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Vol. 15, No. 32 Week of August 08, 2010
Providing coverage of Alaska and northern Canada's oil and gas industry

AK-WA Connection 2010: Family-run airline prepares to soar

TransNorthern Aviation could parlay its diverse experiences into charter services connecting Alaska with the Lower 48, Canada

Rose Ragsdale

Alaska-Washington Connection

After 15 years of Alaska-style adventures, TransNorthern Aviation is ready to take its “Mom and Pop business” to Seattle and beyond.

The Anchorage-based airline offers scheduled and on-demand air transportation throughout Alaska with many destinations in Southcentral Alaska, filling a slot in the aviation industry that few others approach.

TransNorthern took off in 1995 when two young Alaska pilots, Andrea Armstrong and Alan Larson, got together as business partners and scraped together $1,000 in seed capital to begin offering flight tours out of Talkeetna around and over the summit of Mount McKinley in a Cessna Caravan.

A few months after startup, the business direction of the fledgling airline took a 90-degree turn. A geophysical survey company in Houston, Texas, asked the Larsons to help test new airborne gravity survey equipment. Though the job meant cutting holes in their only Cessna Caravan, the Larsons grabbed the opportunity to fly gravity and magnetic surveys throughout the United States and abroad.

“We worked out a very lucrative contract with the geophysical firm and went from doing $200/person flightseeing trips to doing $200,000 contracts in a heartbeat,” Andrea (now Larson) said in a recent interview.

Continuing to work out of a cabin near the village airstrip in Talkeetna, TransNorthern soon opened a second office in Houston as the new focus took the couple as far afield as Argentina and Cambodia.

Operation moves to Anchorage

Four years later, Armstrong (by then Andrea Larson) took on the leadership role at TransNorthern, becoming general manager and 100 percent owner. Alan Larson continued to support the business by toiling long hours as a pilot and the company’s records keeper.

The survey work ended in 1999, and the Larsons moved TransNorthern to Lake Hood in Anchorage.

“We still had an airplane that we had to make payments on, so we left Talkeetna and started doing scheduled flights to Kenai. And we put a couple of King Air aircraft on our certificate,” Andrea Larson said.

The twin-engine, faster planes enabled the airline to fly medevac services out of Kotzebue, transporting patients from Northwest Alaska villages and Kotzebue to Anchorage for the Maniilaq Corp. for two years.

TransNorthern also began ferrying passengers and their gear to remote wilderness lodges in Alaska and flying on-demand charters, using a growing fleet of small planes that included Beechcraft 99s, Beech 18s, and a Cessna 402. This proved to be a reliable seasonal business that the airline continues to land.

Larson said operations grew rapidly, and the airline’s work force mushroomed to 40 people.

Worried that TransNorthern might lose its focus, Larson said she worked to scale back to about 15 employees. “We were becoming a faceless airline,” she said. “I wanted to go back to a smaller operation where we could pay more attention to our customers.”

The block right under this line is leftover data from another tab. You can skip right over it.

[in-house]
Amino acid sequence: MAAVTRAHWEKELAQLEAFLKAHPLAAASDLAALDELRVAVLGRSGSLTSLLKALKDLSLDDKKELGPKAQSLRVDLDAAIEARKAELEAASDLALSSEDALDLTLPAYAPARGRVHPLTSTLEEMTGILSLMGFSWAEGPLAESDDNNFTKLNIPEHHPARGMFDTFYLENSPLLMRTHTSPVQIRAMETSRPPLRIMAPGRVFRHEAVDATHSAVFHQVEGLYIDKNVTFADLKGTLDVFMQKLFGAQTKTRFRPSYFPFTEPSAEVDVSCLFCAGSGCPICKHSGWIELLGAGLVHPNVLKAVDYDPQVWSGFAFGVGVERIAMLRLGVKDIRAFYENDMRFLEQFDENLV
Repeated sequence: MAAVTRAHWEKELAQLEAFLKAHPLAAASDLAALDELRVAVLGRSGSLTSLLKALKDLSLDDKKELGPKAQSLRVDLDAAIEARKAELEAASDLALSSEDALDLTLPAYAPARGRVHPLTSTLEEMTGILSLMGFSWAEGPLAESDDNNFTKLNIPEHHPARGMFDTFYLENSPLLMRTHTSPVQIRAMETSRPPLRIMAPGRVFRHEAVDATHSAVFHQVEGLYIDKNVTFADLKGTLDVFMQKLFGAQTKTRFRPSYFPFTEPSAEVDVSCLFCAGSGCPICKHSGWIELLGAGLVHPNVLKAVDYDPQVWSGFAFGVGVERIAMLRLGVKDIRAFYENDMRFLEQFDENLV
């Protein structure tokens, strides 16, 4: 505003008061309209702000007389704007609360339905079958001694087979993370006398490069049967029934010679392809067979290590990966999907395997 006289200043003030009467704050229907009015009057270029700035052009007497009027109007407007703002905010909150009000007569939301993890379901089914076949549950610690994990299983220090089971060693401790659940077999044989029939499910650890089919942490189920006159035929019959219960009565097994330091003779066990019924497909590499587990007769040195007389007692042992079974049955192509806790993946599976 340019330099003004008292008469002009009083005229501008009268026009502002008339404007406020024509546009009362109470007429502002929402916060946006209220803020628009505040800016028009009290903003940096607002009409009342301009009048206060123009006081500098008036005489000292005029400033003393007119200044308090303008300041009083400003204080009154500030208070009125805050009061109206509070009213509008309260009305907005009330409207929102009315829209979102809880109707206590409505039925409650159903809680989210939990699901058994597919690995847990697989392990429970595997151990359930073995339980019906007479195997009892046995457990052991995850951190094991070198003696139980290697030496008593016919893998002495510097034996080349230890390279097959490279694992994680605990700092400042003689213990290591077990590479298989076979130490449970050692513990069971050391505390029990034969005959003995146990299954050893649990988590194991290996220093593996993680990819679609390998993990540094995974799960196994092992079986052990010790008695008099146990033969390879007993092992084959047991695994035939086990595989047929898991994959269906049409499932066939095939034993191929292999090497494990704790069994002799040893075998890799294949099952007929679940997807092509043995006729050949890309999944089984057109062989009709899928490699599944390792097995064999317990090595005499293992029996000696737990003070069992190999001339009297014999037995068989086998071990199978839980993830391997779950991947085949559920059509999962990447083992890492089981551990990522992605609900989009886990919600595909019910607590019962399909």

Super DC-3s add new dimension

During those first years in Anchorage, the Larsons noticed market demand for aircraft with bigger payloads than the Beech 99 – which can haul about 2,500 pounds – but smaller than other available cargo planes such as the DC-6. Taking a chance, they purchased a military R4D8 in 2001 and spent nearly a year working to get authority to convert the aircraft into a 19-passenger Super DC-3.

No other aircraft is better suited to carry 19 people and their gear to short, sometimes muddy gravel runways in Alaska than the Super DC-3, Andrea Larson said.

A few years later, TransNorthern purchased a second Super DC-3. Now N30TN, this plane flew its first-ever commercial flight in June 2004 for the Alaska Sportsman’s Lodge on the Kvichak River near Igigug.

The aircraft remains in high demand for flying passengers throughout Alaska to various fishing and hunting lodges, on flight tours and for on-demand aircraft charters.

“It’s difficult for other aircraft to successfully land with 19 passengers and 2,000 pounds of cargo on 3,000 feet of runway,” she said. “Our passengers say that flights in the Super DC-3s are an incredible and unique experience, but we fly them because they are perfect for getting in and out of remote Alaska airstrips safely and efficiently ... plus they’re really cool.”

Today, TransNorthern maintains one of the largest “Super” fleets in the world with four of the aircraft. Two are configured for passenger services with 19 first-class seats and separate custom baggage and gear compartments that hold a ton of cargo with additional carry-on storage under the seats. The others are cargo Supers that can haul up to 7,500 pounds – anything that will fit through the 7-by-5-feet cargo doors can fly, boasts TransNorthern on it website.

The airline also operates Twin Turbine Metroliners and Beechcraft 99 aircraft – all of which can transport passengers, cargo and combination charters on demand to anywhere in Alaska, Canada and the Lower 48.

Larson said the twin-turbine Beechcraft 99 and Metroliner aircraft easily seat nine passengers with plenty of legroom and great visibility, along with separate baggage-cargo compartments for a safe and comfortable ride.

The airline introduced the turbine aircraft to its fleet when it landed a United Parcel Service contract for freight deliveries to Kenai, Homer and Kodiak a few years back, and when it won a similar FedEx contract a little over a year ago.

To win the UPS contract, TransNorthern convinced the international carrier that it was a small enough company that could give it really good service, Larson said. “After that, FedEx approached us. Perhaps it was because they heard about the job we were doing for UPS. … Those contracts are good to have. They keep the lights on.”